Thursday, 15 January 2009

Good news...

...and bad news.

The good news is that I have news. Another good bit of news is that my small intestine appears to be absolutely beautiful.

The bad news is that the rest of the news is that I've probably got Crohn's disease. This is a bit of a bugger.

I had an endoscopy and colonoscopy last Monday. As I was explaining to the trainee endoscopist [not a good start - the last thing you want to know about about the person who's going to stick a camera up your jacksie is that they're not yet qualified to pilot the damned thing through your intestines], I was really rather keen not to have Crohn's.

See, my father has Crohn's. He also has rather less intestine than he used to have, rather less of both femurs than he used to have, far less content of his right thigh than he used to have and, not to put too fine a point on it, has been pretty much crippled for large portions of the last thirty years. As far as I can make out, most of the afore-mentioned troubles were precipitated by his Crohn's or the treatment he received for it.

Having a colonoscopy is a pain in the arse and rather inconvenient at the best of times. On Monday morning it seemed even more so as I was reasonably confident this was an academic exercise aimed at finding nothing whatsoever and of value only to support the conclusions that the healthcare professionals I've encountered have reached, which are that a) I have crap guts and b) running around and jumping up and down in pursuit of something called 'training' probably isn't helping them function. Regardless, I duly ate a low residue diet on Saturday, then starved myself on Sunday, took the prescribed laxatives (£14.20 has never been so badly spent) and endured a night on the loo, followed up with doing the 'nil by mouth' thing on Monday. So, I was sufficiently low on energy, dehydrated, pissed off and emotionally fragile when I got a call from work at 11 am on Monday morning requesting the impossible by mid Wednesday. I put in a fleeting appearance in the office and then sped off to outpatients.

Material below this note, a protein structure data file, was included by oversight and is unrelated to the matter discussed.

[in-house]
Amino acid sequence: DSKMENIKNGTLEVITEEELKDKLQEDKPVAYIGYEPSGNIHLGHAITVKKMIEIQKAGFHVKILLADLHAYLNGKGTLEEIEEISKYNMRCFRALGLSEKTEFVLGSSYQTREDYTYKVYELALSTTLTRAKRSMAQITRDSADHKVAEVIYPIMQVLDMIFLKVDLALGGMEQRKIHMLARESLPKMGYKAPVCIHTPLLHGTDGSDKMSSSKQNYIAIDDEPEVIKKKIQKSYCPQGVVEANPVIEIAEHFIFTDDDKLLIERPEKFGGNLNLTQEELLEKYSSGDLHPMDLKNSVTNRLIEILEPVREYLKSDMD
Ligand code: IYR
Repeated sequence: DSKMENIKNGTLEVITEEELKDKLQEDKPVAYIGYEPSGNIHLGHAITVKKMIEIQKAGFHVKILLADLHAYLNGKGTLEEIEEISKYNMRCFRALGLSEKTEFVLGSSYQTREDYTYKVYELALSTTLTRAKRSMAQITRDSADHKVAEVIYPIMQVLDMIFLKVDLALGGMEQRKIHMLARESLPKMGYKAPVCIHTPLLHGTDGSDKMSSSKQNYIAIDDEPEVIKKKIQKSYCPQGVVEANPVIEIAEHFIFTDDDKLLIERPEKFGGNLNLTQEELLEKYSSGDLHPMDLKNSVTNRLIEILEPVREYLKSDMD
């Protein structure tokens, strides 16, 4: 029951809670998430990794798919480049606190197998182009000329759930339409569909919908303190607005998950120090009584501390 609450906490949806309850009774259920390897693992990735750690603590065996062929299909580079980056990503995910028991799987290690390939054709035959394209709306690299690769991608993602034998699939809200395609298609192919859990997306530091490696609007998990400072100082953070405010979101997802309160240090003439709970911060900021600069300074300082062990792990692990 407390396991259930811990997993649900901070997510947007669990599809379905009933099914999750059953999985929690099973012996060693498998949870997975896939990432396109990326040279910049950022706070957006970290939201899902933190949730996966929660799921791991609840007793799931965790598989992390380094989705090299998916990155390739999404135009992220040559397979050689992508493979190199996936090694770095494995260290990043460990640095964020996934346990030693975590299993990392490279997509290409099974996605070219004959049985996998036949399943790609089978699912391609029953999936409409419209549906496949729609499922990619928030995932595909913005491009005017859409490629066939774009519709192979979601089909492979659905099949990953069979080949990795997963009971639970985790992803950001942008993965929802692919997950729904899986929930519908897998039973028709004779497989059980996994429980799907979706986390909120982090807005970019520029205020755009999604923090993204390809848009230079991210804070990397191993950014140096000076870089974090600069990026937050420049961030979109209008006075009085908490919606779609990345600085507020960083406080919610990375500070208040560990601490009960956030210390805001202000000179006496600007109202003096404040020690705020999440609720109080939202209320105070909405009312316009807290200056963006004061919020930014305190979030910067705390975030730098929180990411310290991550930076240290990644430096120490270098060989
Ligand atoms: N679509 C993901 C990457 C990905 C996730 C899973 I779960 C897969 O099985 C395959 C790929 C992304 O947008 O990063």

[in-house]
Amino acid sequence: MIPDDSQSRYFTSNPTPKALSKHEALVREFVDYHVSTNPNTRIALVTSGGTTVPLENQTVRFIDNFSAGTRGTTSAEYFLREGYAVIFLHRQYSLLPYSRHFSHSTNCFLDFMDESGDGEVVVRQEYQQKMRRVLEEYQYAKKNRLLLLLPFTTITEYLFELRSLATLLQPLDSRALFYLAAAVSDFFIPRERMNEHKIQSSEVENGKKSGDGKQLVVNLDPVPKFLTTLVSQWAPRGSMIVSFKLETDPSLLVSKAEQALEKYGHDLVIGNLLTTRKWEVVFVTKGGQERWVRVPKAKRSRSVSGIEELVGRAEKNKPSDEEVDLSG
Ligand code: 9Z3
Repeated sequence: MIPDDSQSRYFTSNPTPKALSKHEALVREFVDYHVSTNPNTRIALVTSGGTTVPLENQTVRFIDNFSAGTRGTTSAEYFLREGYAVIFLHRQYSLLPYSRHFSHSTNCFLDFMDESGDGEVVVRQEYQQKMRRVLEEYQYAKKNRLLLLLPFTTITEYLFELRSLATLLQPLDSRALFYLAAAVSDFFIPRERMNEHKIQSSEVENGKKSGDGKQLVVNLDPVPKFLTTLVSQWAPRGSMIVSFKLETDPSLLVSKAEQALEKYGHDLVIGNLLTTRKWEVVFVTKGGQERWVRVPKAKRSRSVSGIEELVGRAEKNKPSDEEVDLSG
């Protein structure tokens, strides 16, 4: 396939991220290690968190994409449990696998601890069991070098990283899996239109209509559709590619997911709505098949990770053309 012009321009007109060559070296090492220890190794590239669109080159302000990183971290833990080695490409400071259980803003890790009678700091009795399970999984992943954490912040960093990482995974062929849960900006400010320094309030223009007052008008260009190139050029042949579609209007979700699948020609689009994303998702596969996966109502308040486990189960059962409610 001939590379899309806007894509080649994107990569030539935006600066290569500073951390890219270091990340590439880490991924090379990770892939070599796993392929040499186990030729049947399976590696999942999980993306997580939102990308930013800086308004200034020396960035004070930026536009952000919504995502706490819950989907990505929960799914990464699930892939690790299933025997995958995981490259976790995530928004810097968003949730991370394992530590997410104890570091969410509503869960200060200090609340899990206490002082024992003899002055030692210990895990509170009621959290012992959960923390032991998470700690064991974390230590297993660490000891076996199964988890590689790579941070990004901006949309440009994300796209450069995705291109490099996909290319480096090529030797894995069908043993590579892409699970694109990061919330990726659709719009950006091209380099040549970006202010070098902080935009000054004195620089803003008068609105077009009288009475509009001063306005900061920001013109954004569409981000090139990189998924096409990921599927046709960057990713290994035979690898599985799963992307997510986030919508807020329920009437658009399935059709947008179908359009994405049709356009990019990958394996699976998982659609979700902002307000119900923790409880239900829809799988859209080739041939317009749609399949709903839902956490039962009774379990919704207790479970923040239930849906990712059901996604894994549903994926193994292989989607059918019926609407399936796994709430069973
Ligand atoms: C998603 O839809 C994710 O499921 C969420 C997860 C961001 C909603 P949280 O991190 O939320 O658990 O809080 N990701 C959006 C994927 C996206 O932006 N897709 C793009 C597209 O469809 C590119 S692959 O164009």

I'd done a double outing on Sunday morning without breakfast and with no food to look forward to for the rest of the day. I felt cold and just a little bit sorry for myself. Even without feeling fragile, the temperature on Monday was a bit far south for my liking. As I discovered, the endoscopy recovery room (which doubles as a waiting room) was a bit parky, too. Still, I showed up on time for my appointment, changed into a gown and shorts and got increasingly cold and thirsty as I waited another couple of hours before I could have the endoscopy and colonoscopy, shivering under my jacket in the small, dingy cubicle. It was getting on for eight hours after I'd last had a drink, and about 40 since I'd had food. A sense of humour failure really did not seem far away. With the benefit of hindsight, this may not have been the best time to settle down to reading a badly-written 100+ page document which is currently causing much work stress. It wasn't easy to read. I wasn't sure whether this was because I was having difficulty concentrating, or because I the document was poorly written. It was probably both.

I finally got seen at around 4pm. The endoscopy was pretty quick, I was nicely sedated and pain-free. The colonoscopy... well...